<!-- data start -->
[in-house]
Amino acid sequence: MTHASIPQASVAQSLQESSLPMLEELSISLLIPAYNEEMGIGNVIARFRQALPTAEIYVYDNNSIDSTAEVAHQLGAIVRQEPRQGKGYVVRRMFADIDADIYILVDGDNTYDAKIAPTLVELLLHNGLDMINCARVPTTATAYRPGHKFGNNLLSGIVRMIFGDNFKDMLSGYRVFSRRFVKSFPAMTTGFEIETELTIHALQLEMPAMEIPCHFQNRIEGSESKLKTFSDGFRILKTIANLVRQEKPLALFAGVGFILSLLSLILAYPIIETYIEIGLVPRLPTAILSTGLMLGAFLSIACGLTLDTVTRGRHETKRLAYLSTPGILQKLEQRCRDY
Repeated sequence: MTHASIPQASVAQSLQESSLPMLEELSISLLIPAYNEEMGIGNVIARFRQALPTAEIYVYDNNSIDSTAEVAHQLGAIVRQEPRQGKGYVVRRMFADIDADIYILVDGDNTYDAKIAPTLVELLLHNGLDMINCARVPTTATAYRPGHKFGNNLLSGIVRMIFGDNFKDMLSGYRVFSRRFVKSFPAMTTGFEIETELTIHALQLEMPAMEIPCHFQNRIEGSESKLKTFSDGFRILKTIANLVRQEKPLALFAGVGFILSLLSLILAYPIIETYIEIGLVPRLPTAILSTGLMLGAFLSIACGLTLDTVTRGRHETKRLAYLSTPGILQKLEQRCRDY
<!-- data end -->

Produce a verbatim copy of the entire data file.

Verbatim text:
[in-house]
Amino acid sequence: MTHASIPQASVAQSLQESSLPMLEELSISLLIPAYNEEMGIGNVIARFRQALPTAEIYVYDNNSIDSTAEVAHQLGAIVRQEPRQGKGYVVRRMFADIDADIYILVDGDNTYDAKIAPTLVELLLHNGLDMINCARVPTTATAYRPGHKFGNNLLSGIVRMIFGDNFKDMLSGYRVFSRRFVKSFPAMTTGFEIETELTIHALQLEMPAMEIPCHFQNRIEGSESKLKTFSDGFRILKTIANLVRQEKPLALFAGVGFILSLLSLILAYPIIETYIEIGLVPRLPTAILSTGLMLGAFLSIACGLTLDTVTRGRHETKRLAYLSTPGILQKLEQRCRDY
Repeated sequence: MTHASIPQASVAQSLQESSLPMLEELSISLLIPAYNEEMGIGNVIARFRQALPTAEIYVYDNNSIDSTAEVAHQLGAIVRQEPRQGKGYVVRRMFADIDADIYILVDGDNTYDAKIAPTLVELLLHNGLDMINCARVPTTATAYRPGHKFGNNLLSGIVRMIFGDNFKDMLSGYRVFSRRFVKSFPAMTTGFEIETELTIHALQLEMPAMEIPCHFQNRIEGSESKLKTFSDGFRILKTIANLVRQEKPLALFAGVGFILSLLSLILAYPIIETYIEIGLVPRLPTAILSTGLMLGAFLSIACGLTLDTVTRGRHETKRLAYLSTPGILQKLEQRCRDY